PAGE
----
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Wirral care home medication review leading to improved pharmaceutical care


Medicines wastage in England has been estimated to cost £300million each year. Of this, £24million is medicines disposed of unused by care homes. To tackle this, we decided to test the effectiveness of an intensive care home medication review.


One of our medicines optimisation pharmacists carried out an intensive medication review, working in a care home for five days. The home was selected because most of its residents were registered at one single medical practice. The pharmacist’s input gave clinical support to the GPs and care home staff and improved team working and communication. She started by talking to the home‘s staff and the local community pharmacists supplying it and by an electronic search on the GP clinical system, identifying 39 patients to be reviewed.

The pharmacist fully involved patients and carers in order to understand their experience of taking particular medications. A thorough general review included, for example, checking suitability and quantities of medications, dressings, creams and catheters, and scrutinising prescription anomalies. A clinical review identified areas of clinical impact and intervention which were discussed with the GP.


Our review resulted in greatly improved pharmaceutical care for patients through various clinical interventions, reducing medication errors and adverse effects with the potential of preventing unnecessary hospital admissions. There was an immediate direct cost improvement of £10,728 annually due to medicine optimisation and waste reduction, as well as any resulting from preventing unnecessary admissions or further treatment.

Other benefits included:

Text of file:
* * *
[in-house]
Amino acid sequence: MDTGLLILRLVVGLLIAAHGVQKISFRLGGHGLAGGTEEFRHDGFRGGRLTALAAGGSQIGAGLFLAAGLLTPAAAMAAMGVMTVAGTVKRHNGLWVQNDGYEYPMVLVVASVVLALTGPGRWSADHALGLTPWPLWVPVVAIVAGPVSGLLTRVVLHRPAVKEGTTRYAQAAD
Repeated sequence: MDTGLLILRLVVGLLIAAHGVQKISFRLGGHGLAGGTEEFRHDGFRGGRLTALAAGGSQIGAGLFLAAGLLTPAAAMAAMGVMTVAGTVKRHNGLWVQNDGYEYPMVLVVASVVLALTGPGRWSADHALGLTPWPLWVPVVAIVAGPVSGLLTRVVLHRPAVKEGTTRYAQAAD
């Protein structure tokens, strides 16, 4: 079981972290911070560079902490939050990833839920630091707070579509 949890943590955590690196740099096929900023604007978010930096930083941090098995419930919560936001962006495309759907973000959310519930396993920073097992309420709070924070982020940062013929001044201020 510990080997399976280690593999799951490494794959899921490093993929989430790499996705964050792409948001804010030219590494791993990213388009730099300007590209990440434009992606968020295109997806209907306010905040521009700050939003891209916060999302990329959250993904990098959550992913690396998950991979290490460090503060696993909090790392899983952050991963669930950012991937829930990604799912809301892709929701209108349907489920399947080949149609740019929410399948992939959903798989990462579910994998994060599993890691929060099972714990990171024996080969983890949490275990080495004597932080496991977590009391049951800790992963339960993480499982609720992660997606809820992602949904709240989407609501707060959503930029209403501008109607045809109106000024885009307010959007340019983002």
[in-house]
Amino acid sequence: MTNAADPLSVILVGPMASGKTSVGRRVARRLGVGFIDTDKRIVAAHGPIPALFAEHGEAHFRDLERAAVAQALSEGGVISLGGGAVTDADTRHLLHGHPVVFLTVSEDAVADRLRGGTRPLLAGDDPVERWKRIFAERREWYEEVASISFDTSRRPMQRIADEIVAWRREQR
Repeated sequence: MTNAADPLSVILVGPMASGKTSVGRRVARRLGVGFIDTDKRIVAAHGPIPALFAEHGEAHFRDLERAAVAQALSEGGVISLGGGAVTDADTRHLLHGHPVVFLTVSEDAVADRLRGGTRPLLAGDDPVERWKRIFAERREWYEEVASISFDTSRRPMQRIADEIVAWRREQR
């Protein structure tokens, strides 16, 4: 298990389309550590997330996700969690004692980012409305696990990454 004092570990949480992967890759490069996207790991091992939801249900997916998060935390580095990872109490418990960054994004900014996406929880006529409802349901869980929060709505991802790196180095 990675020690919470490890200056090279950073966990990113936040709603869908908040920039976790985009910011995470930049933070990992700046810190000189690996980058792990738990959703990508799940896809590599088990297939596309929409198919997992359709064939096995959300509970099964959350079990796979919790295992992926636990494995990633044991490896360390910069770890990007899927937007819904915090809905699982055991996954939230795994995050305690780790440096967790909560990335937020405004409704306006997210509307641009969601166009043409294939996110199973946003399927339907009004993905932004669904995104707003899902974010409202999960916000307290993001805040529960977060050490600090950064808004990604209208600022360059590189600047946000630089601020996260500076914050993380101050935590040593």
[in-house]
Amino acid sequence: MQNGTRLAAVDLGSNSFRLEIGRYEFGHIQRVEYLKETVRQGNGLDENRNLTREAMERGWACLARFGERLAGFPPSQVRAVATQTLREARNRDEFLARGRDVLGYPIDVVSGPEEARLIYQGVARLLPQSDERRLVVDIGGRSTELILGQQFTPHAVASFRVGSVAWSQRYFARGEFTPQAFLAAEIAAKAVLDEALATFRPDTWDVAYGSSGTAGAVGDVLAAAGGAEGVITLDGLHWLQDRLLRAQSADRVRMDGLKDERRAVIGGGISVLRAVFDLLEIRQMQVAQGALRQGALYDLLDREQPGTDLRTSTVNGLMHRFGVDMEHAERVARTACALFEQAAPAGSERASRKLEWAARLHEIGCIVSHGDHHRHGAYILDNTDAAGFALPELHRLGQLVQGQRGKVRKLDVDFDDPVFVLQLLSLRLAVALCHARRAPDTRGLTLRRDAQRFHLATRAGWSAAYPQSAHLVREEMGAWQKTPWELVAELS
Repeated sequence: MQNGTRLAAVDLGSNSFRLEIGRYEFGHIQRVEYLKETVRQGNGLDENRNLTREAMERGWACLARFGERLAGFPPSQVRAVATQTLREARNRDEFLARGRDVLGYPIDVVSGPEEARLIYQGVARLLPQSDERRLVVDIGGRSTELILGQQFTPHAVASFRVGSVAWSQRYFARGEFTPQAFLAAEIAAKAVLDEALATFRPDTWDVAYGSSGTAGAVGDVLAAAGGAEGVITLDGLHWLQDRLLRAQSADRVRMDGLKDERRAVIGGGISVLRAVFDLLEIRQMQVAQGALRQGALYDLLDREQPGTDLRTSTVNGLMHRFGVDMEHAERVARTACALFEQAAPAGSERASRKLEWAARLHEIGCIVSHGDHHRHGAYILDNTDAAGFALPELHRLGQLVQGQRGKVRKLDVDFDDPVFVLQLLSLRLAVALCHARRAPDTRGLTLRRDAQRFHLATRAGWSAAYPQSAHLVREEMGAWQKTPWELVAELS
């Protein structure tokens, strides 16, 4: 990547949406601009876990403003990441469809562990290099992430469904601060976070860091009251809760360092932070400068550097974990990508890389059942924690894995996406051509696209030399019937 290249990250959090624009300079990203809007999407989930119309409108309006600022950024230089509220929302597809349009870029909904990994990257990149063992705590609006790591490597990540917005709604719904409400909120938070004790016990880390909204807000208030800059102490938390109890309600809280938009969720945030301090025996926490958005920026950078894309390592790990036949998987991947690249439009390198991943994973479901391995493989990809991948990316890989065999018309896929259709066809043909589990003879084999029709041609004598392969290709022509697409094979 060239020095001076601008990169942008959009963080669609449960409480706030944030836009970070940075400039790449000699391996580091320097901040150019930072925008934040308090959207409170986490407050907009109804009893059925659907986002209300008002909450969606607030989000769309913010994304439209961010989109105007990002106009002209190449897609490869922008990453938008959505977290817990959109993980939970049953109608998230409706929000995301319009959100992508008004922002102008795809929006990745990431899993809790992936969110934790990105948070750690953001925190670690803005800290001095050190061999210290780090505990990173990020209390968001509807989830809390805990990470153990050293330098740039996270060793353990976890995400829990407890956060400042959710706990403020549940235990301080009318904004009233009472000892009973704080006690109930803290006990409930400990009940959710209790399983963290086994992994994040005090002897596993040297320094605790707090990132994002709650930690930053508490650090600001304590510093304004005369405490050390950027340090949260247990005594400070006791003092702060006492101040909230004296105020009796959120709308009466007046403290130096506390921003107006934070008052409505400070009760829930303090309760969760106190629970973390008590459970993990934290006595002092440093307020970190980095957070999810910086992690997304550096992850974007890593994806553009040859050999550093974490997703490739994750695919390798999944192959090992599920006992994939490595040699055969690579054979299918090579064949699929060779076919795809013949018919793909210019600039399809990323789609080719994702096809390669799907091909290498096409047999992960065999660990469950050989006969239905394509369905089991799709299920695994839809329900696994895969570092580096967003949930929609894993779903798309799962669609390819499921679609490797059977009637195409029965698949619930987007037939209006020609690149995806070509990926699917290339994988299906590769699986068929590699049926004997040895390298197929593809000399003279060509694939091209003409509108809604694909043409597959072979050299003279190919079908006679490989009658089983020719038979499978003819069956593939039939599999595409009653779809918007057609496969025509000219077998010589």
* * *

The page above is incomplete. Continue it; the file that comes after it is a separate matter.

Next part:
• a review of side effects led to doses or medication being optimised
  • inappropriate sip feeds and laxatives were no longer used
  • ordering of no-longer-required or inappropriate quantities of dressings, creams and catheters stopped
  • drug and inhaler compliance issues were discussed with patients, care home and practice staff
  • antibiotics were used appropriately
  • appropriate therapy was recommended for patients at risk of fracture and falls
  • unmet need and untreated atrial fibrillation were identified.

Following an evaluation of the findings, work is currently ongoing to develop a more widely collaborative approach involving local community providers, secondary care and the CCG’s quality improvement team to spread best practice and improve quality of care for patients.

The pharmacist did detailed medication reviews on the residents in a nursing home as a result of which we are able to make some significant and sensible changes to many patients’ repeat prescriptions… 
…The benefits of working with the clinical pharmacist were many, including working to local/national/recent formulary guidance, safe prescribing, medicines rationalisation and minimising the risk of adverse drug reactions and reducing waste. The whole system can benefit financially from fewer prescriptions, the patient benefits from reduction in potential side effects and drug reactions/interactions, the GP benefits from reduced workload created by polypharmacy and the care home benefits from the same.

Dr Edward Roche MB ChB MRCGP | GP partner and Care Home Lead, Marine Lake Medical Centre, W. Kirby